The atopic march: The aim was to evaluate the atopic march in children with eczema, from referral at <2 years until 4½ years of age. We followed 123 children with eczema, 78 sensitized and 45 not sensitized to milk and/or egg, with respect to eczema severity, other allergic manifestations, development of airway sensitization, and achievement of food tolerance. The difference in severity of eczema at referral was significant when comparing food-sensitized with non-sensitized children. At follow-up, 62% were still affected by eczema, although 56% only mildly so. Tolerance was achieved in 81% of the children allergic to milk and 68% of those allergic to egg. Fifty-eight percent of the food-sensitized children and 26% of the non-sensitized children had become sensitized to aeroallergens, a significant difference. The difference in airway symptoms was not significant. Very few children were exposed to tobacco smoke in their homes.

Conclusions: Increased precautions should be considered when performing skin prick tests in infants <6 months of age. The use of a single prick, to avoid the risk of summation of reactions, is justified when performing skin prick tests. We report recipes and a protocol for standardized open and double-blind placebo-controlled low-dose food challenge in young children, enabling the introduction of small amounts of egg and milk into the diet during tolerance development. NO products in urine increases when eczema improves. This might be due to a Th2/Th1 shift induced by the eczema treatment and skin healing, and the variation in NO response may be due to individual variations in NO-induced feedback downregulation of Th1 and Th2 proliferation. The prognosis for achieving clinical tolerance is very good in children early sensitized and allergic to milk and egg, but they will become significantly more often sensitized to aeroallergens.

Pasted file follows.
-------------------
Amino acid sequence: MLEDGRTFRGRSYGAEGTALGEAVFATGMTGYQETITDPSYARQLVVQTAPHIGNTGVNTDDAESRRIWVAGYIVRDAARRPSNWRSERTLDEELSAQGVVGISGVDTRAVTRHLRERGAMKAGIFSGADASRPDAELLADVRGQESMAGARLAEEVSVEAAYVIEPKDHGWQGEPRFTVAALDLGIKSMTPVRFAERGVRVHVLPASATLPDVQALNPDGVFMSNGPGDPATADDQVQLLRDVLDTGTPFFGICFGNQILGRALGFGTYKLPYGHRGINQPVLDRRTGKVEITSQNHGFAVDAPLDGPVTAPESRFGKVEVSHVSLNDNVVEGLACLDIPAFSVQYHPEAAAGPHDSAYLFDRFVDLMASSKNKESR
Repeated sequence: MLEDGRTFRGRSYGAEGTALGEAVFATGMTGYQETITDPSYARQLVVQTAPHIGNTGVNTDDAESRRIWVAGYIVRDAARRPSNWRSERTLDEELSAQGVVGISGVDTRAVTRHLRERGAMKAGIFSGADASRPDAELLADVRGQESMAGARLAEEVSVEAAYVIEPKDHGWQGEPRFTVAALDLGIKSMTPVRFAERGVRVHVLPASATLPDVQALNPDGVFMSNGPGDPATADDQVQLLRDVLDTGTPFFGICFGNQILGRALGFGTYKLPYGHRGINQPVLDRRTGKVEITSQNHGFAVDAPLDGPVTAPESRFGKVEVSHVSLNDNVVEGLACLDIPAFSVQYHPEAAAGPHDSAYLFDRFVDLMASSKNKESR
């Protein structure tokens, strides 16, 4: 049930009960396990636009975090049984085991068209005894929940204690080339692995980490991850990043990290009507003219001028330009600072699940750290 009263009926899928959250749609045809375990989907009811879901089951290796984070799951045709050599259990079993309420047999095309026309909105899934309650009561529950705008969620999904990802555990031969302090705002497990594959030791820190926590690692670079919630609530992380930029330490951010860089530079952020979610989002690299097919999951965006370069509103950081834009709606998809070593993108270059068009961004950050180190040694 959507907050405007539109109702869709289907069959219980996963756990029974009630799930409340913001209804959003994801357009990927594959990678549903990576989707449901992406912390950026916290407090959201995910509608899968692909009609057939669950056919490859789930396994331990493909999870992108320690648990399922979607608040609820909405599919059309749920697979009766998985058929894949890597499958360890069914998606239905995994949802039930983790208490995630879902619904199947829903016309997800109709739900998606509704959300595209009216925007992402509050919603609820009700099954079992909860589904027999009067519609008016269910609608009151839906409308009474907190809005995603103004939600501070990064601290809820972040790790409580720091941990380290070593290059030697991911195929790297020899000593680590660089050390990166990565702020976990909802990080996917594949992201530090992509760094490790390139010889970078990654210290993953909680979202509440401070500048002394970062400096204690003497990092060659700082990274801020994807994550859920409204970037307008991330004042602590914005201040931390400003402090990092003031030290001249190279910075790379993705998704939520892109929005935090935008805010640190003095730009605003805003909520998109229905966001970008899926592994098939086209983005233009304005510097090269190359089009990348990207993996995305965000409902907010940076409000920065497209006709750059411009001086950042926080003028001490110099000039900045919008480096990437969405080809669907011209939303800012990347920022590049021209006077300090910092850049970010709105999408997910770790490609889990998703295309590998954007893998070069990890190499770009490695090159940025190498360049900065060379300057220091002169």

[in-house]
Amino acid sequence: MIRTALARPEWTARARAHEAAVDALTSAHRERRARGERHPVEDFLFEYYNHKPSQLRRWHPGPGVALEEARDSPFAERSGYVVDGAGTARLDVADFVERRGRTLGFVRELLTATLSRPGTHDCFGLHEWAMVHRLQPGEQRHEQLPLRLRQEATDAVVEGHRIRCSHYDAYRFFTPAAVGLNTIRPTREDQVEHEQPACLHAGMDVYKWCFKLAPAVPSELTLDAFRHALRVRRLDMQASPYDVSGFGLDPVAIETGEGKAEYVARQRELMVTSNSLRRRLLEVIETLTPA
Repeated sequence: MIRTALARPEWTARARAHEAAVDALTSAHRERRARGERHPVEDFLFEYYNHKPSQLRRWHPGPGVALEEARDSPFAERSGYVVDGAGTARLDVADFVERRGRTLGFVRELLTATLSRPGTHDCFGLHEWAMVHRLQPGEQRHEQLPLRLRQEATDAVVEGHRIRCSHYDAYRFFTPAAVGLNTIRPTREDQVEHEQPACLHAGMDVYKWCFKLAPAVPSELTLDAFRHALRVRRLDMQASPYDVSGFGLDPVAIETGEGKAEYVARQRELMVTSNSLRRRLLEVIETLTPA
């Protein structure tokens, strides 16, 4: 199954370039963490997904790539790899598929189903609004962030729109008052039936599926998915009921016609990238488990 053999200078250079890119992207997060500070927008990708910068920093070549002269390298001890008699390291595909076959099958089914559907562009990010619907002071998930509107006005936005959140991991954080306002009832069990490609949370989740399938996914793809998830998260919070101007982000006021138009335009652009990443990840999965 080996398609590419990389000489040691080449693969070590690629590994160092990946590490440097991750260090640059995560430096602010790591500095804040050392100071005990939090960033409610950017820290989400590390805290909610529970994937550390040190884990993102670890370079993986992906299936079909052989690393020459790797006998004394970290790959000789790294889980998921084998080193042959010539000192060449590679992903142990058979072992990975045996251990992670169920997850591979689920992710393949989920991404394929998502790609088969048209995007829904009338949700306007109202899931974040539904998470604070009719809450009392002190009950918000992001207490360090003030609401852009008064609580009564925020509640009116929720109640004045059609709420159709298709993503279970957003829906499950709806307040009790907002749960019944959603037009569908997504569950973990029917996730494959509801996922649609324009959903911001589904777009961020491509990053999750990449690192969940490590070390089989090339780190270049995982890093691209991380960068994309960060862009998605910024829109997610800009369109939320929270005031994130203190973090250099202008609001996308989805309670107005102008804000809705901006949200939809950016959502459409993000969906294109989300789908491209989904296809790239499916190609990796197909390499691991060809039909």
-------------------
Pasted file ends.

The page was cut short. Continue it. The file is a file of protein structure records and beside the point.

Place, publisher, year, edition, pages
Institutionen för molekylär och klinisk medicin, 2006
Series
Linköping University Medical Dissertations, ISSN 0345-0082 ; 932
Keyword
atopy, eczema, food allergy, nitric oxide, oral food challenge, skin prick test
National Category
Pediatrics
Identifiers
urn:nbn:se:liu:diva-7128 (URN)91-85497-67-3 (ISBN)
Public defence
2006-01-27, Eken, Campus US, Linköpings universitet, Linköping, 09:00 (English)
Opponent
Supervisors
Available from: 2006-09-05 Created: 2006-09-05 Last updated: 2009-08-22

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Devenney, IreneFälth-Magnusson, Karin